'Pregnant women who smoke should be encouraged to switch to e-cigarettes, health officials claim.
Midwives and doctors are being urged to be ‘positive’ about the devices and explain that they are probably safer than tobacco.
Patients should also be allowed to vape in hospital – and hospitals should ensure e-cigarettes are available in their shops, it was suggested.
The recommendations from the government agency Public Health England claim vaping is less than 5 per cent as dangerous as smoking.
PHE has published a review of the evidence, which states e-cigarettes are helping tens of thousands of smokers quit.
But experts said the advice was premature, as not enough is known about the long-term risks. Recent studies linked vaping to heart disease, bronchitis, lung and bladder cancer and nicotine addiction.
Approximately 2.9million adults in the UK use e-cigarettes, while 7.6million smoke ordinary cigarettes.
Some use both if trying to wean themselves off tobacco. But PHE believes many aren’t bothering to try e-cigarettes in the mistaken belief that they are just as harmful.'
Read more: Hospitals are told to sell e-cigarettes and even to allow patients to vape from their hospital beds with health chiefs saying it will help people to stop smoking
Vaping may raise cancer and heart disease risk, study suggests
'Vaping may raise the risk of certain cancers and heart disease, according to a team of scientists who studied the effects of e-cigarette smoke on healthy mice and human cells.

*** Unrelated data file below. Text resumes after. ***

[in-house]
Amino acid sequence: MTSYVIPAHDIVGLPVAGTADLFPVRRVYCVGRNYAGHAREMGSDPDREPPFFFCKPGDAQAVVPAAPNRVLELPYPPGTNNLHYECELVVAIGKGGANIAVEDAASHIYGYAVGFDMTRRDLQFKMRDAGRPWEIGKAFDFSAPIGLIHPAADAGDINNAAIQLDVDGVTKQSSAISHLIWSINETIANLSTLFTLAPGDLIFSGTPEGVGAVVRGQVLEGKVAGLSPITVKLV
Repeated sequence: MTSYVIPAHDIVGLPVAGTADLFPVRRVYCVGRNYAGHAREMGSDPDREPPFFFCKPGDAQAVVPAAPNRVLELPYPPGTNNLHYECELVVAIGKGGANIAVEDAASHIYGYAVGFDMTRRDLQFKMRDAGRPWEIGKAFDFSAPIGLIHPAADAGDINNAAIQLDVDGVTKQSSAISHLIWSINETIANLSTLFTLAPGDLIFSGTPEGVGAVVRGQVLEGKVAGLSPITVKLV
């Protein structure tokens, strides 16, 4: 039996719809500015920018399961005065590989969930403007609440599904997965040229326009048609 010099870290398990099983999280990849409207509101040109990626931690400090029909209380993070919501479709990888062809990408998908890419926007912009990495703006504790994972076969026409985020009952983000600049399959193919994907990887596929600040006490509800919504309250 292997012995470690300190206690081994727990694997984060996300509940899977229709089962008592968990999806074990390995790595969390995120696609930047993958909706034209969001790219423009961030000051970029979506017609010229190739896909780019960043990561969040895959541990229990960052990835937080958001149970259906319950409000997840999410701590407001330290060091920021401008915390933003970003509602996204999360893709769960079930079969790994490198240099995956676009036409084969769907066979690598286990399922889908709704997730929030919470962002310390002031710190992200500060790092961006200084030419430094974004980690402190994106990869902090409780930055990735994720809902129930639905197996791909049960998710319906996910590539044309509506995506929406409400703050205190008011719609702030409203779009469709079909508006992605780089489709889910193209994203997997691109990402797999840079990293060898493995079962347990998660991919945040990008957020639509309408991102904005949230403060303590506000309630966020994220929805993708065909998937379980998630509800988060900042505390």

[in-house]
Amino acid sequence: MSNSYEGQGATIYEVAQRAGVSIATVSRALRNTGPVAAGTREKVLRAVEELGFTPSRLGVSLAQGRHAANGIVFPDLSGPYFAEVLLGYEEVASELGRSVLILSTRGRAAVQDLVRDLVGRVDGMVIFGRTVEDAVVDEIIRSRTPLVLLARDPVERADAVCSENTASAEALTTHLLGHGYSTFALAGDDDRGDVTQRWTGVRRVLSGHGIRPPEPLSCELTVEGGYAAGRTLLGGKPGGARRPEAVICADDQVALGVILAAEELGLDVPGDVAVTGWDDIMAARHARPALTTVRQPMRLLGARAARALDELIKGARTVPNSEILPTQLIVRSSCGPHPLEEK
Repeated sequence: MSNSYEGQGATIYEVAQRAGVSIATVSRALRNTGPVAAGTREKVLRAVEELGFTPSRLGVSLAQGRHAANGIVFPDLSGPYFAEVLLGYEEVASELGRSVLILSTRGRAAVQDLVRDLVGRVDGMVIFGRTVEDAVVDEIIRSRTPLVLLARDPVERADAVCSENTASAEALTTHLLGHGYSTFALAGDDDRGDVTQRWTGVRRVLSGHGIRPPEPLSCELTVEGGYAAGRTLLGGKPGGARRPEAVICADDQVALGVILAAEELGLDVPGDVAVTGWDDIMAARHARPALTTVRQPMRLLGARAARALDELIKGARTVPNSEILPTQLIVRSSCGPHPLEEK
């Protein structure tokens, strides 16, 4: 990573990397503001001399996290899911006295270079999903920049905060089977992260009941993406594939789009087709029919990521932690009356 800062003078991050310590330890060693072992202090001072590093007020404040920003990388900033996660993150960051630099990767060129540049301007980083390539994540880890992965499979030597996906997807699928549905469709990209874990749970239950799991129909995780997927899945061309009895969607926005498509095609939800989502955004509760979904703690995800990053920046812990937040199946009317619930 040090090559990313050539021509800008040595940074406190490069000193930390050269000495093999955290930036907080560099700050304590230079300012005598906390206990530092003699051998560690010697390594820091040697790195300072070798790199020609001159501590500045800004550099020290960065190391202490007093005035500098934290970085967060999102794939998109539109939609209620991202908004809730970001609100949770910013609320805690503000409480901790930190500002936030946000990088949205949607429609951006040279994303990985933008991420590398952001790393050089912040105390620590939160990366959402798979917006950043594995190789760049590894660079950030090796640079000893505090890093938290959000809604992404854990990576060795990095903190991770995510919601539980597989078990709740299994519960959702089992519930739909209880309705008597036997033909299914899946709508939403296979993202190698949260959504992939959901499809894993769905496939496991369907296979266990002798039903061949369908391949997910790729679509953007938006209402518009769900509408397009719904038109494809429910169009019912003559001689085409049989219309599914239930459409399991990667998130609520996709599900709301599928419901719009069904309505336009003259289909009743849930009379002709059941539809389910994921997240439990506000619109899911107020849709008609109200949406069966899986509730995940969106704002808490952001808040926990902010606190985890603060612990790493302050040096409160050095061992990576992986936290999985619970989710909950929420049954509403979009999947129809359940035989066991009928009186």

Researchers found evidence that nicotine inhaled from e-cigarettes could be converted into chemicals that damage DNA in the heart, lungs and bladder, and dampen down the body’s genetic repair mechanisms.
Moon-shong Tang, professor of environmental medicine at New York University, said the DNA changes were similar to those linked to secondhand smoke, but added that more work was needed to see whether vaping really did increase cancer rates.
The researchers have now launched long-term experiments to look at the development of tumours in mice exposed to vapour from e-cigarettes, but Tang does not expect to have answers any time soon. “The results may take years to come in because cancer is such a slow process,” he said.
While some researchers said the work was important, others all but dismissed it as irrelevant to humans. The mice were exposed to high levels of e-cigarette smoke and the effects may be very different in people who inhale nicotine from vaping, critics caution.'
Read more ...